I think the larger picture here is the chance to do something entirely different than the usual generic crap the game industry has been feeding us, and really make a difference. It isn’t every day that you get an opportunity to get deep access to NASA like this for one thing…and second, Space is one of those things that has a vast potential to really captivate the imagination. If done right, NASA and their partner could have a real blockbuster on their hands, as well as the chance to really make a difference and inspire kids and teenagers to aspire to greater things.

It won’t take $50M or $500M to make a solid successful MMORPG, and there are probably a dozen non-game industry companies that would be more than happy to join a consortium and provide funding…for either a percentage of the royalties, or simply the chance to contribute to a worthy educational effort (tax deductible maybe? or purely for the PR?).

The big risk here isn’t the business model, or even the graphic engine, but rather how fun and engaging it will be. There are half a dozen ways to approach this (I have my own ideas here, and yes, I have a team that is submitting a proposal…we welcome any interest in partnering from developers, publishers, or aerospace companies interested in funding)…the trick is to make it fun and engaging without *directly* teaching (no one wants homework right?). Also, scripted repetitive quests are a no-no. While there should be some guidance and direction, there has to be an equal amount of “sandbox” and freedom to experiment. And finally, the winner here will have a easy to use intuitive suite of tools that any educator or game designer wannabe can use to make their own content, missions, whatever. 

Facilitate! Learning will occur on its own in the right environment with the right content. Don’t shove it down the player’s throats, and make it fun.  I guarentee that the market is actually larger than just high school kids, particularly if it is designed *properly*.

Maybe we will get lucky and my team will get a shot at this. We have been building a killer platform (for augmented reality, mmorpgs, virtual worlds, and simulations) that would make this NASA project just SING. Seriously. I really want to talk more about the tech, but I can’t (at least not yet).

Ah well. Soon enough my friends, soon enough.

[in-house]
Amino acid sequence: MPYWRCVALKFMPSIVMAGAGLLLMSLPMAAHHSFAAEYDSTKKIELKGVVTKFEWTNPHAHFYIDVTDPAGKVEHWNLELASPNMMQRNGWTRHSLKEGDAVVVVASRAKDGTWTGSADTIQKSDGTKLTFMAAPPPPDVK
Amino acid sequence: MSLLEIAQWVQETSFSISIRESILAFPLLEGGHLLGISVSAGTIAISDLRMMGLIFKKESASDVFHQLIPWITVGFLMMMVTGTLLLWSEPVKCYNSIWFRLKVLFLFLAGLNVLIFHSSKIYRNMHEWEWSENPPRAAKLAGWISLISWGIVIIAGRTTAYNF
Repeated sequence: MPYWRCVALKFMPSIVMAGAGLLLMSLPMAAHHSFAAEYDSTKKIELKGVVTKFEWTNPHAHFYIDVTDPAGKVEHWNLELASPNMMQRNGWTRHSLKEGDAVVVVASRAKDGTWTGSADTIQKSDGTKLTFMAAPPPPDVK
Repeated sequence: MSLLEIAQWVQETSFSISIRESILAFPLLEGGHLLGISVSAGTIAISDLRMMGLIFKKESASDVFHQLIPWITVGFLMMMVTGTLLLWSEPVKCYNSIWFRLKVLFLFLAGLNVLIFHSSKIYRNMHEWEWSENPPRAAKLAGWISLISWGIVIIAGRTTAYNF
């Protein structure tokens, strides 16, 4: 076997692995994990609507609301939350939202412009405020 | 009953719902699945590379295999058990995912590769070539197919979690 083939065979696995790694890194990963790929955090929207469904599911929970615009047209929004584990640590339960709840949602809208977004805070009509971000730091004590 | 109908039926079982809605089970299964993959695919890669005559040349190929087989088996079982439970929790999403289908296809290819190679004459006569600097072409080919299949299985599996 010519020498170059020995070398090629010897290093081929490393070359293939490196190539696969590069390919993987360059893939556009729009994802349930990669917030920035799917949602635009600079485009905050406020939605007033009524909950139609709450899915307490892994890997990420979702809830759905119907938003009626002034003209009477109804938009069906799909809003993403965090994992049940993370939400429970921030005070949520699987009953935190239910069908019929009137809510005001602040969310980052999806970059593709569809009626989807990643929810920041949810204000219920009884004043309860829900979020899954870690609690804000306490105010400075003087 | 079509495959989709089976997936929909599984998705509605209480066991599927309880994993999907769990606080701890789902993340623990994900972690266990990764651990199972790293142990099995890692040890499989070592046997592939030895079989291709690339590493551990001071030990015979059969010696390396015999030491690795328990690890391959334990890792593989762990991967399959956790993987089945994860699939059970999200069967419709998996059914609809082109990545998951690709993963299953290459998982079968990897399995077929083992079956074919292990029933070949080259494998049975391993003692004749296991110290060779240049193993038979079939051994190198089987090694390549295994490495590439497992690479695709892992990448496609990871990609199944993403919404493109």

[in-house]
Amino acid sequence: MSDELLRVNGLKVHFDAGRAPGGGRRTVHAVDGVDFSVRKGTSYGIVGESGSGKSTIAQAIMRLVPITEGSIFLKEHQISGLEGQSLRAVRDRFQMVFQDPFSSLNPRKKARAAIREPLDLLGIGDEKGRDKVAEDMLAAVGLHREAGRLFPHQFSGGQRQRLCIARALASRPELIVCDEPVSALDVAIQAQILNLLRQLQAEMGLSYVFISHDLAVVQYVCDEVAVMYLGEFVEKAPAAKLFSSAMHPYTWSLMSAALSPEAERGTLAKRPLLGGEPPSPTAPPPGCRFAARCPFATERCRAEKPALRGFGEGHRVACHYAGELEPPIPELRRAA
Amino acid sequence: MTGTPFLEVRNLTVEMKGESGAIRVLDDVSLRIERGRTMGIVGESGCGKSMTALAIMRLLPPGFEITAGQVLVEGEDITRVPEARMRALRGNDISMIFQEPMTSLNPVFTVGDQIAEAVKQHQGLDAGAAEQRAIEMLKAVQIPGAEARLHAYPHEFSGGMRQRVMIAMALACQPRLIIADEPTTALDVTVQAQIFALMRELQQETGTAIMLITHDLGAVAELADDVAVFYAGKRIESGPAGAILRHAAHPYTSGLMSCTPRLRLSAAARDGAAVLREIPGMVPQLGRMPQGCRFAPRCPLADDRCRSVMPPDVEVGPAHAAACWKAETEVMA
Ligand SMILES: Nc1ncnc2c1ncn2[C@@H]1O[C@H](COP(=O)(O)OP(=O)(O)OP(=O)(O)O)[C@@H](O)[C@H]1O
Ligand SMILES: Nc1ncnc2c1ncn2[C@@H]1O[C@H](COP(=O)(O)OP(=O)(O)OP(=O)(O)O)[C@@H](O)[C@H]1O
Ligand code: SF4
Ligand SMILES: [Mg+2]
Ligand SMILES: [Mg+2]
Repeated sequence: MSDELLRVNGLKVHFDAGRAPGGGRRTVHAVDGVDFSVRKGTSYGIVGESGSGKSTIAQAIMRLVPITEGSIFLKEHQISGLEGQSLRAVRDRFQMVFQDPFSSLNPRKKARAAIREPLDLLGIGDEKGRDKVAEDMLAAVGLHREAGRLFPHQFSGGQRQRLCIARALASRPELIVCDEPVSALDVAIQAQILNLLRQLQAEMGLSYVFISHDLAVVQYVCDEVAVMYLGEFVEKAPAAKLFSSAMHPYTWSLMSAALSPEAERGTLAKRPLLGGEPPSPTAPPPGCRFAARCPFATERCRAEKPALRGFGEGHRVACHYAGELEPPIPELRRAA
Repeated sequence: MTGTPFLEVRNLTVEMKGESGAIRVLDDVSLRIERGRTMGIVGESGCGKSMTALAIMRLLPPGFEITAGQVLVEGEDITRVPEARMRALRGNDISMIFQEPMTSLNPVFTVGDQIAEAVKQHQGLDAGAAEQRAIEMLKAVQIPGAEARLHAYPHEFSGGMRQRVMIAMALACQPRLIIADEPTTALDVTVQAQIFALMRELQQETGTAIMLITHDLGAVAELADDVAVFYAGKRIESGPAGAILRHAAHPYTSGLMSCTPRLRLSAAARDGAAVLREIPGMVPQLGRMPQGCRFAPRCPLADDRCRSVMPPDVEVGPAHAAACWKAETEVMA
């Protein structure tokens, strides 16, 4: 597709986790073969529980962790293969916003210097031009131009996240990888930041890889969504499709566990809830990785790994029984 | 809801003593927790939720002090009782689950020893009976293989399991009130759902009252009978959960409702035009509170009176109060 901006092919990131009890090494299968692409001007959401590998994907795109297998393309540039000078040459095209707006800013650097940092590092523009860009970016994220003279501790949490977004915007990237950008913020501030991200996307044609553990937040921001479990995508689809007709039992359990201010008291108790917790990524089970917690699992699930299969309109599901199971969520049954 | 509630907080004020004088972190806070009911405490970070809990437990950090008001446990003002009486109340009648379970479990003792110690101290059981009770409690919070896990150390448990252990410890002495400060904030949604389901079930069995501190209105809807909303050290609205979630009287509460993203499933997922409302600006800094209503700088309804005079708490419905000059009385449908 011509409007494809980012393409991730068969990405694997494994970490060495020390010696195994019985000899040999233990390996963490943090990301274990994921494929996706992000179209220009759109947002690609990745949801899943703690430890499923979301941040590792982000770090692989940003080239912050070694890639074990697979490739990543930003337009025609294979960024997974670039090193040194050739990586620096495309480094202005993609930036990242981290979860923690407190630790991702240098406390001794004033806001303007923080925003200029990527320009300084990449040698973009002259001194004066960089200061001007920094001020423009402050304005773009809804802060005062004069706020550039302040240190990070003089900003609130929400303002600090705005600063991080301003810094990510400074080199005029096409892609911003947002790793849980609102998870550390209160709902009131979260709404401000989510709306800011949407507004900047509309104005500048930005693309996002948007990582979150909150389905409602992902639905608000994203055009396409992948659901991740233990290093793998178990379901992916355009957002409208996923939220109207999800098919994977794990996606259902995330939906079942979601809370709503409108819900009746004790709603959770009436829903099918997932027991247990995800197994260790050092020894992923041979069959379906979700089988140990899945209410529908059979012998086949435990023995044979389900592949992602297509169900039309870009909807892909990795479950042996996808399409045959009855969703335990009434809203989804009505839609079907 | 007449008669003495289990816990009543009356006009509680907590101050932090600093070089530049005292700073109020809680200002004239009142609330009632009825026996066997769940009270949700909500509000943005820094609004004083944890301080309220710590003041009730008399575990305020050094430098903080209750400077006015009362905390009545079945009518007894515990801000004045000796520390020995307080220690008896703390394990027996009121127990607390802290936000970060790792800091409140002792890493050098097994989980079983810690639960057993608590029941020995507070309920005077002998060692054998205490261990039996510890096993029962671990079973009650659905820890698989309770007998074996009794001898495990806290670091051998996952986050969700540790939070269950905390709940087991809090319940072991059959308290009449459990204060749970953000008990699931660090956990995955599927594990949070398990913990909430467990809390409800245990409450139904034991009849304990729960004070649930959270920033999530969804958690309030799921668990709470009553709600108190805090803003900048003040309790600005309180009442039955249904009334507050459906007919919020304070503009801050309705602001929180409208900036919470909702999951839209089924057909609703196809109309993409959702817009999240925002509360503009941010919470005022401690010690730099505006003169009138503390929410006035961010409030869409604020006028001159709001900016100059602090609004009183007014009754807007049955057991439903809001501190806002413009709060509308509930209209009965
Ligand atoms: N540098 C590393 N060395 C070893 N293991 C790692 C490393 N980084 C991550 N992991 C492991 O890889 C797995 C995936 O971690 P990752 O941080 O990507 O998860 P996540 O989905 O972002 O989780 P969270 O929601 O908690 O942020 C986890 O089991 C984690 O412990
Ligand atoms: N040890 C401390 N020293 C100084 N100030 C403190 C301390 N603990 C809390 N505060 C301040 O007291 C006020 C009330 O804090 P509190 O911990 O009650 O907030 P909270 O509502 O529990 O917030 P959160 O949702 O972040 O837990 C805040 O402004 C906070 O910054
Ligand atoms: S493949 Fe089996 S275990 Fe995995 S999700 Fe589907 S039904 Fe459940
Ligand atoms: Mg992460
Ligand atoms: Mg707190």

I’m going to be out of town for most of the next two weeks. I’ll blog more when I can.

NASA MMO RFI

As you may have heard, NASA has put out an RFI (Request For Information) in regards to developing a MMO (well, MMOEG…Massively Multiuser Online Educational Game). The deadline for submissions is tonight at 11:59PM eastern, but for some reason the webpage with all of the submission information and link went offline much earlier today, and the page is now password protected. I’m beginning to wonder if someone made a mistake and turned things off at 11:59AM. Fortunately for us, I had already written down all of the information and successfully sent of our reply this afternoon. Hopefully we will make it to the next stage, which is invitation only RFP (Request for Proposals).

NASA has a unique opportunity here to do something new and truly “next-generation”. Looking at their requirements, it seems that they want to build an MMORPG (MMO Role Playing Game) that has strong educational elements, but they also require significant features and functionality for simulations (emphasis on realistic physics) and collaborative tools. This can be construed as either abilities for users to collaborate on missions (content related quests) or collaborative tools in the vein of what you would expect from your typical virtual world…shared files, integrated media (video, voice, etc.). My guess is the latter…especially if they want a platform where their own scientists and engineers can use for various simulations, meetings, and so forth. Now that I think about it, the RFI specifically states: “This new synthetic world would be a collaborative work and meeting space…”. Again, what they are looking for is more than just a NASA themed MMORPG.